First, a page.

At first I considered the use of starter relays, but found them higher in the cost range and users informed me they aren't designed for continuous load and a high frequency of switching.

Then I considered MOSFETs, which seemed to work well. Still working that out now

pcmanbob
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Re: Switching ON/OFF High Current Load

Sun Jul 15, 2018 7:27 pm

With a 12V DC inductive load of 75A I think you will find you will soon suffer contact wear/failure if you use a mechanical relay, and switch that often.

so transistor switching may be your best option, just make sure you put protection in place to handle the large reverse voltages that could be generated by the collapsing magnetic fields.

It might also be worth including opto isolation between the pi gpio and your switching circuits.
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Re: Switching ON/OFF High Current Load

Sun Jul 15, 2018 10:31 pm

nuggetchris wrote:
Sun Jul 15, 2018 6:14 pm
If I were to run each magnet simultaneous at half current I would be accepting half force from the magnets.
Are you sure about that? Two magnets each contributing half the normal force, when either one of them can do the job on its own...
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nuggetchris
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Re: Switching ON/OFF High Current Load

Sun Jul 15, 2018 11:52 pm

Transistor switching vs MOSFETs, what is the key difference if any?

I am new to circuitry aspects such as these.

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Re: Switching ON/OFF High Current Load

Mon Jul 16, 2018 8:35 am

nuggetchris wrote:
Sun Jul 15, 2018 11:52 pm
Transistor switching vs MOSFETs, what is the key difference if any?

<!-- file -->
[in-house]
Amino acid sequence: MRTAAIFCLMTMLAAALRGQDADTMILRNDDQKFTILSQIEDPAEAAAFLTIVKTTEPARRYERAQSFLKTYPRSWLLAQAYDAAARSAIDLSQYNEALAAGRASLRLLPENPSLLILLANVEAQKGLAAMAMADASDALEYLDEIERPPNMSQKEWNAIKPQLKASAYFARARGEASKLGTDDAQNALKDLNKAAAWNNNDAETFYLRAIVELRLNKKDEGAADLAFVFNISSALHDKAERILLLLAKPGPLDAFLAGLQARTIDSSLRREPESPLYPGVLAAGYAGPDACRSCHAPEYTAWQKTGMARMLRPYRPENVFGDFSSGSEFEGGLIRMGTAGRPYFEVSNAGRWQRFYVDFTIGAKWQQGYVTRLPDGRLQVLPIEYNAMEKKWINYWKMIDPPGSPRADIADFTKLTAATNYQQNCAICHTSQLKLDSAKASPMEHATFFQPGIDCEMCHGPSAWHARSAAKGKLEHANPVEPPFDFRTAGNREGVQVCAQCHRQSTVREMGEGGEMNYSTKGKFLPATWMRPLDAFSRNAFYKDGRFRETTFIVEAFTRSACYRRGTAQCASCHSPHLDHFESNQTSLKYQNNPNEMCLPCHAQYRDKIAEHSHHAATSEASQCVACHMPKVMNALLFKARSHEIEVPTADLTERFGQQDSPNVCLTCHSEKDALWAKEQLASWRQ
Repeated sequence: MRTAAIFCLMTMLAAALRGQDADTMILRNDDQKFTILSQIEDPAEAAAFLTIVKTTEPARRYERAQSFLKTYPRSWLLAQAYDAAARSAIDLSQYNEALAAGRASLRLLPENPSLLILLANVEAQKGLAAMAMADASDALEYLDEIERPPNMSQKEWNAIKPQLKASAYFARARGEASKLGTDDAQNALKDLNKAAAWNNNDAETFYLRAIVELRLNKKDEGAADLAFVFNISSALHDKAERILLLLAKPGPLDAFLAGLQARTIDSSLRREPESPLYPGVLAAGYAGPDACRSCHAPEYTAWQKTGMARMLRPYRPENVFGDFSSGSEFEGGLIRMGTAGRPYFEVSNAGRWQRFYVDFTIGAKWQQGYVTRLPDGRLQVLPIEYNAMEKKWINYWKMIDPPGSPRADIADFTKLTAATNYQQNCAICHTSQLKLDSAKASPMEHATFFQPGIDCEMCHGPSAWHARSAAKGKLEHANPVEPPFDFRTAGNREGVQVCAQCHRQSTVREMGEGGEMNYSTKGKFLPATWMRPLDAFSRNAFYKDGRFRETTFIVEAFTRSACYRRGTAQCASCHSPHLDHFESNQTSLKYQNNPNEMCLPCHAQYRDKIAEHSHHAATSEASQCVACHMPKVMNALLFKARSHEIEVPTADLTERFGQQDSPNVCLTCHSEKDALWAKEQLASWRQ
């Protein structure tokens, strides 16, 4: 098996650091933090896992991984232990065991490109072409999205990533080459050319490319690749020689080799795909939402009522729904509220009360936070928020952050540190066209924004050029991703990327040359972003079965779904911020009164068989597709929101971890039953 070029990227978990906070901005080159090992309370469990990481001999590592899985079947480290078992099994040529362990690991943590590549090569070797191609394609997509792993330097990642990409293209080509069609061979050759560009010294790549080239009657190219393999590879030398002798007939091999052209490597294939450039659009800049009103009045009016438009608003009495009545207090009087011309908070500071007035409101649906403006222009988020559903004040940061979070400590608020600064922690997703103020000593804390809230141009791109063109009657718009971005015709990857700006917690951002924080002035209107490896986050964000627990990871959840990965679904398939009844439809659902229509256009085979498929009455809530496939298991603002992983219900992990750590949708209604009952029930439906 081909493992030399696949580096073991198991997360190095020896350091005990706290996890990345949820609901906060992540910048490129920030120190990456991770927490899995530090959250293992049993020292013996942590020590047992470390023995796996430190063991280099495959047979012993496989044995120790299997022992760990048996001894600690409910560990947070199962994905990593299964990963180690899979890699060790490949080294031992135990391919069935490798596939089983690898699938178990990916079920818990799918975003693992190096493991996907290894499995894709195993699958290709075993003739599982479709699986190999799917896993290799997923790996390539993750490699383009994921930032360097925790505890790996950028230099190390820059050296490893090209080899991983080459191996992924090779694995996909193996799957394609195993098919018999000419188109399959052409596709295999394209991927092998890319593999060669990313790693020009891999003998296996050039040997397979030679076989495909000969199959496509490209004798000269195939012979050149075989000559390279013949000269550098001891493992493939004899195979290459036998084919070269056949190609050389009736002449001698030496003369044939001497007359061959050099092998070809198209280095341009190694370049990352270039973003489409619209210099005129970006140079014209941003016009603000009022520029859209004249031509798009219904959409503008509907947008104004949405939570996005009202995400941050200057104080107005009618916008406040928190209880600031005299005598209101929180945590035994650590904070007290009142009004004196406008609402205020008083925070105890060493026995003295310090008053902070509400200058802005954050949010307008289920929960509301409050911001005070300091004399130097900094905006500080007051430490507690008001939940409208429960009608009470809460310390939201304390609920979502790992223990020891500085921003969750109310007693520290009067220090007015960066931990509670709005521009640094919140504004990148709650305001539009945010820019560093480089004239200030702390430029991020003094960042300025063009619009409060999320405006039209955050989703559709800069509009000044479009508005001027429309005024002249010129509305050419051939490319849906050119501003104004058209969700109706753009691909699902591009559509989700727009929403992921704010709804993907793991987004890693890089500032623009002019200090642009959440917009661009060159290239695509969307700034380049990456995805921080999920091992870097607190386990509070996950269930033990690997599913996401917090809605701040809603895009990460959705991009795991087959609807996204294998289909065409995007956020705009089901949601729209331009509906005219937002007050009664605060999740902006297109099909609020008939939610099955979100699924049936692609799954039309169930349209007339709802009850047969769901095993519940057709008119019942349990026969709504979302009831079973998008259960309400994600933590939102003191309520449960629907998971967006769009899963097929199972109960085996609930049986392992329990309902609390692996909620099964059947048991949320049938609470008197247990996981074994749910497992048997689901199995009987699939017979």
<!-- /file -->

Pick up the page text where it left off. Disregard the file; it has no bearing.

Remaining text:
I am new to circuitry aspects such as these.
Transistors are current driven. To gate 75A you would need to provide a base current in the scale of amps. I don't think I have ever seen a 75A transistor. Power electronics uses MOSFETs (which are voltage driven, but power MOSFETs also have large gate capacitance to deal with). You can't just cobble this sort of thing together successfully without a great deal of study, and I'm not prepared to put in that much effort on your behalf. Buy ready made.

75A @ 12V is the sort of power that is used to start a car. That's where to look (and the scale of engineering you need). But I still think this is a fool's errand. You are creating complexity for the sake of complexity, and with complexity comes unreliability.
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pcmanbob
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Re: Switching ON/OFF High Current Load

Mon Jul 16, 2018 9:23 am

The best option might actually be a solid state relay

something like a Fotek-SSR-100DD-Solid-State-Module-100A-DC-DC.

https://www.ebay.co.uk/itm/Fotek-SSR-10 ... c+ssr.TRS0

running it at 75A you might need to mount it on a suitable heat sink.
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Burngate
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Re: Switching ON/OFF High Current Load

Mon Jul 16, 2018 9:28 am

As Z80 Refugee says, bipolar transistors are current-driven.
The ratio of (current ito collector / current into base) is called Hfe, and is quoted on the data sheet for the particular device.
However, as the collector-emitter voltage drops towards zero the Hfe also drops, so you need to put more current into the base.
That means you're going to have to switch a large current into the base!
- and with these sorts of current you want the voltage to be as close to zero as possible, because volts times amps is power, and that's just going to heat everything up towards destruction!
- and don't forget that the base current is not at zero volts - base-emitter voltage will be greater than 0.7v with the attendant power

FETs - Field Effect Transistors are voltage driven.
The higher the voltage between gate and source, the smaller the resistance between Drain and source.
A typical device is IRF7787 http://www.farnell.com/datasheets/2042984.pdf
If you put 10V between gate and source, the drain-source resistance will be (typically) 7mΩ. Raise the gate voltage and the resistance drops further.
At 50A and 7mΩ that's about ⅓W

Another thing to remember - it takes time to switch a device on and off.
Switching it on won't be so bad with an inductive load, but while it's switching it off, both the current and voltage will be significant.
Half way, with the volts at 6V and current at 30A, you're dissapating 180W - you don't want that to happen for too long!